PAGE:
Because the app asks you questions instead of waiting for you to post on someone’s wall or tweet, you can share around your answers and see what friends had to say without too much hassle. Miitomo definitely isn’t something you can sit down and play for hours at a time, but it warrants checking a couple of times per day or even once a day — the app will still be fun this way.
Miitomo isn’t groundbreaking, but it is charming. It’s not perfect — adding friends is difficult if you don’t use social media or have tons of friends using the app (probably the biggest issue with the app), and it’s not much fun at all without friends — but it treads the free-to-play line carefully and doesn’t feel like an app designed to rip you off.
Miitomo works because, at its core, it's another way for humans to interact with each other. Simple as that. We love shared experiences.
— Eric Bailey (@EricVBailey) April 2, 2016
As a Nintendo fan, I’m excited about Miitomo and I’ll be keeping it on my phone for a good while. You owe it to yourself to check it out — add some friends, answer a few questions, customize your clothes, and take a few Miifotos. It’s worth checking out just to see this piece of history that is Nintendo’s first phone app. Who knows: The next app could be a game featuring a Nintendo IP. We’ll have to find out!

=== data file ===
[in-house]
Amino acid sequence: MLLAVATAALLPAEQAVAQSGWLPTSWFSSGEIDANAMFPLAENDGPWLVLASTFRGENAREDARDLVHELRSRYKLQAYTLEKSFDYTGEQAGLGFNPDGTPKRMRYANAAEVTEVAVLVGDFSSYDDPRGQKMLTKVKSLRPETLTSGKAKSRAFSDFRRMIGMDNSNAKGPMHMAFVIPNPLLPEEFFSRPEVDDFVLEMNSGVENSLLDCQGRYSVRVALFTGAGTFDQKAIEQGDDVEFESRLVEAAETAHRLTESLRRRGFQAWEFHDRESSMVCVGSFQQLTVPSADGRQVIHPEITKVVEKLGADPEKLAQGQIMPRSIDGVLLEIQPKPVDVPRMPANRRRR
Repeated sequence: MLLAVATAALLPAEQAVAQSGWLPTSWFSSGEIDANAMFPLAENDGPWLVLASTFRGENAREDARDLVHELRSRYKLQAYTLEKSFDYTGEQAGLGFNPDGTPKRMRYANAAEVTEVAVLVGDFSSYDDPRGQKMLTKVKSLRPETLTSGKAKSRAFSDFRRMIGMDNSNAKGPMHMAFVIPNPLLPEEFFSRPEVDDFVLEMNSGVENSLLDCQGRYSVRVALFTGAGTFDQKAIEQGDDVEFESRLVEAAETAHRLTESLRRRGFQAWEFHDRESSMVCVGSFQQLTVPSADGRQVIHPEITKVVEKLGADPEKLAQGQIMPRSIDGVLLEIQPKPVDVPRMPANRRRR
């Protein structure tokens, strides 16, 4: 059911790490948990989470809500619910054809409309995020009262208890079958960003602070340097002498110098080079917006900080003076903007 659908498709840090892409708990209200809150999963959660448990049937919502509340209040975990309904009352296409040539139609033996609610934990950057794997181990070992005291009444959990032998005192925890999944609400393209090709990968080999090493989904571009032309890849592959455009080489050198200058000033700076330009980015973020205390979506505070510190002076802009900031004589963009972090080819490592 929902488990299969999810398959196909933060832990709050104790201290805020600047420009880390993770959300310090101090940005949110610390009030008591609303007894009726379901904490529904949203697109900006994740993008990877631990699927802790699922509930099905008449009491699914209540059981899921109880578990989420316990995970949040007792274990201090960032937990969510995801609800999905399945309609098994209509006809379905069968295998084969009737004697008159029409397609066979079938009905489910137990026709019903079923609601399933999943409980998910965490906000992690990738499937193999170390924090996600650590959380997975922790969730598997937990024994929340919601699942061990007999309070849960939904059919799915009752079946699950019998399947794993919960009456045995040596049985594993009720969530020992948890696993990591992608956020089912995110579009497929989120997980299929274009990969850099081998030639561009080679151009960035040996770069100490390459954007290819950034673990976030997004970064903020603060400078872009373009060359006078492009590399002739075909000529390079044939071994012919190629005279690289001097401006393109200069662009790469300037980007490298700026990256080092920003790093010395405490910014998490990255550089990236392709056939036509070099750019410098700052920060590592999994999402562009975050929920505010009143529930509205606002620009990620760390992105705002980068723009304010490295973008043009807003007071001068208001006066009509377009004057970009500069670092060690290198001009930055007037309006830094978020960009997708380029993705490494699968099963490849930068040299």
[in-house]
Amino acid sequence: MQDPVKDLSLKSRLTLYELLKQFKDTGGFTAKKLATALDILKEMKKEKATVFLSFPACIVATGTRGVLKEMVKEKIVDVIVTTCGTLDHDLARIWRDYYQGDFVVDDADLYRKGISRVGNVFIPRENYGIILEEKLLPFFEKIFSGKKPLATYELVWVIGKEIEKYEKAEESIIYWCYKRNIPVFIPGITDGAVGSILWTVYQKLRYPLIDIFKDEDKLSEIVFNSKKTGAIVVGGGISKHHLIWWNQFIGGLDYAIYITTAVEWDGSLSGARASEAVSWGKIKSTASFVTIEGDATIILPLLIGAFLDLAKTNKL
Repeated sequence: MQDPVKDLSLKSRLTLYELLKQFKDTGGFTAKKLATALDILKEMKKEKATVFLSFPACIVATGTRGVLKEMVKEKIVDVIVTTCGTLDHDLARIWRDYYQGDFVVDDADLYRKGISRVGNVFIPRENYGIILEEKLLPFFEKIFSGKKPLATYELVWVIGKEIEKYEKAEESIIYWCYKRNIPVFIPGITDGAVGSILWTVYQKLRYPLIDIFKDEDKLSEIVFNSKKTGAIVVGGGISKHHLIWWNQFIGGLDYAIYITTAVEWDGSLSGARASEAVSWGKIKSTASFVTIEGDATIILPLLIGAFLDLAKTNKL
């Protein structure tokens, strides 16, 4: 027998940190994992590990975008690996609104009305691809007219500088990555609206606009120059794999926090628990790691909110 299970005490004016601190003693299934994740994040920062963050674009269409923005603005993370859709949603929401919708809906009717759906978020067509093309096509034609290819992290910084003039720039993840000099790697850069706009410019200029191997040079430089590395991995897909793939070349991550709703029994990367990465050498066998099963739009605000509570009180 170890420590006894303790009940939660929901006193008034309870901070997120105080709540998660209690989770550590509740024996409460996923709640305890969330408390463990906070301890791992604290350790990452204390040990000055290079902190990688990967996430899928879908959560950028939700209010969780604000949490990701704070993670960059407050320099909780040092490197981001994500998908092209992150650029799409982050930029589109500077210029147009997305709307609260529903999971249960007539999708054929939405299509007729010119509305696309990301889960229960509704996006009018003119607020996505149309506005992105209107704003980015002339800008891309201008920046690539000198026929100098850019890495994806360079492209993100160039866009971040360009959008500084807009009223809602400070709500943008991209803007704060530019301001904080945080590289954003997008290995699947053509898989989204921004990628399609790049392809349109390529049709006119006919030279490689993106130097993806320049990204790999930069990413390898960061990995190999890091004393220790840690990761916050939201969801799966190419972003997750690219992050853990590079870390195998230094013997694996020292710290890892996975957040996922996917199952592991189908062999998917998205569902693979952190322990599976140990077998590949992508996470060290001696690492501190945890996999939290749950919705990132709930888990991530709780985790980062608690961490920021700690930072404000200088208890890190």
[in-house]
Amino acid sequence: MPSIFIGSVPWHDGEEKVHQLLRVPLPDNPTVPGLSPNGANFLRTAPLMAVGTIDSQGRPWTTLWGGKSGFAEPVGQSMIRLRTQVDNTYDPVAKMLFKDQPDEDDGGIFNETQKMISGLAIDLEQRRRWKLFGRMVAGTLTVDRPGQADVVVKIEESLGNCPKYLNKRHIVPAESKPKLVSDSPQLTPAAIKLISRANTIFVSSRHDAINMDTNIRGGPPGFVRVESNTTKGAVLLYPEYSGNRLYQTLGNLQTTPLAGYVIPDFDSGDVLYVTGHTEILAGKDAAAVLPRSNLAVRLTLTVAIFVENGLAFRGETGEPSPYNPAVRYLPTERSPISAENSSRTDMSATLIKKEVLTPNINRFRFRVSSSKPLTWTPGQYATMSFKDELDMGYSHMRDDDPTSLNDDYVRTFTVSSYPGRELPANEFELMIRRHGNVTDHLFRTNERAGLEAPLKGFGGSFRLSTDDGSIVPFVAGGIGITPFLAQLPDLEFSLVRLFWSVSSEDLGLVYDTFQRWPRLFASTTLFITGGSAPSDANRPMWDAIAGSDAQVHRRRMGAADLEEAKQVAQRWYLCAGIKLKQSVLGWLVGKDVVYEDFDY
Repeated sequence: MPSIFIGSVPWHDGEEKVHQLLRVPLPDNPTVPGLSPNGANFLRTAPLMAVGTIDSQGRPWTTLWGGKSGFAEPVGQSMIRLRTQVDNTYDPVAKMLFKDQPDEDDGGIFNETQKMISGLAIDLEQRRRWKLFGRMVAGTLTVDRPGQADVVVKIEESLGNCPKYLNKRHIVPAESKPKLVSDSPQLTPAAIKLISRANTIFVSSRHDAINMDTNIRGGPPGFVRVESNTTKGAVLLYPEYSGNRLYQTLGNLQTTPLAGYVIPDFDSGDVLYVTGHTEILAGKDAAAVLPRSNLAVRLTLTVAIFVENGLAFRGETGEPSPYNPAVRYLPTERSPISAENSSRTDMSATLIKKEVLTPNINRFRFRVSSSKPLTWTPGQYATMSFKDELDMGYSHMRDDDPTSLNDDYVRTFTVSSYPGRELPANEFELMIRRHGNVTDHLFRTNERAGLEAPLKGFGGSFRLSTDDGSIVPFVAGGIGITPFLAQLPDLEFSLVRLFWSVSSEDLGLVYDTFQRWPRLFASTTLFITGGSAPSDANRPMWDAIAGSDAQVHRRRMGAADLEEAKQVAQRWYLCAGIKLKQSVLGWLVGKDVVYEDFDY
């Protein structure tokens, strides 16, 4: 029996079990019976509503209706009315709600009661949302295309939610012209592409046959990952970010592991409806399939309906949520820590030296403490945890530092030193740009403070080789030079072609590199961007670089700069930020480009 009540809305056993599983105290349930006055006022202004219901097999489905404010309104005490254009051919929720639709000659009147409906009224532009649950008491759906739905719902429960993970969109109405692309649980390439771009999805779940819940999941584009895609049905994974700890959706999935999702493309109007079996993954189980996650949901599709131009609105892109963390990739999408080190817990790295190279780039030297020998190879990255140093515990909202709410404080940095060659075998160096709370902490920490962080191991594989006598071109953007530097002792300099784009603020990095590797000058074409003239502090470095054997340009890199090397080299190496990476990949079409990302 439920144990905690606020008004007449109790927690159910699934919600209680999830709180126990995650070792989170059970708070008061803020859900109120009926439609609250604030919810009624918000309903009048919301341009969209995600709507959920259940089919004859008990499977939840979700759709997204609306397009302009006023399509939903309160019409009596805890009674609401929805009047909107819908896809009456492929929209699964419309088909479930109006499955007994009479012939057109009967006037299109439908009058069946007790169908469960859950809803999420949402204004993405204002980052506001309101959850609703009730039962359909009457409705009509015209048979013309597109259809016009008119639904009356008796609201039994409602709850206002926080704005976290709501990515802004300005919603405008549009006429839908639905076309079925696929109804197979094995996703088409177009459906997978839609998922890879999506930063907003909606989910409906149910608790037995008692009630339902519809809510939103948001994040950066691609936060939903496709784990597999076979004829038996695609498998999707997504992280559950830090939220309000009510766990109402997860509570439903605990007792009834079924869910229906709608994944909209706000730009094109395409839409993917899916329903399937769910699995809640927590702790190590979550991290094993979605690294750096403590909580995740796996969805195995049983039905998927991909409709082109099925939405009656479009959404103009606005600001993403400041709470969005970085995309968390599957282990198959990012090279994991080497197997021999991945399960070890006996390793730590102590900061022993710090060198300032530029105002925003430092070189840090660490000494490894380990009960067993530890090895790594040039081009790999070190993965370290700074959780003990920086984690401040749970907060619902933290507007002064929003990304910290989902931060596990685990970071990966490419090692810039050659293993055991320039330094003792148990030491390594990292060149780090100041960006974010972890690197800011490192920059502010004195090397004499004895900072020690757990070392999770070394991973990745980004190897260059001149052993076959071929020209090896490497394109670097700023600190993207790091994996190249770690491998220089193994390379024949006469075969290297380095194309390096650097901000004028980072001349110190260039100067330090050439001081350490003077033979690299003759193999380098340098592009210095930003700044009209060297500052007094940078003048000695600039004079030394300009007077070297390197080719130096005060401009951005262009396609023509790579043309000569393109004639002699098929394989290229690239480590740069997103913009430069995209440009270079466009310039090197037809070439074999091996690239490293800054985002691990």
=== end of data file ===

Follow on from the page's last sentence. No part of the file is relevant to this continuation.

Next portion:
If Miitomo leaves you wishing you could play some classic Nintendo games on your phone, check out the best retro games you can emulate on Android.
Have you tried Miitomo, and what do you think? I want to hear your thoughts on the apps, including criticisms and suggestions, in the comments below!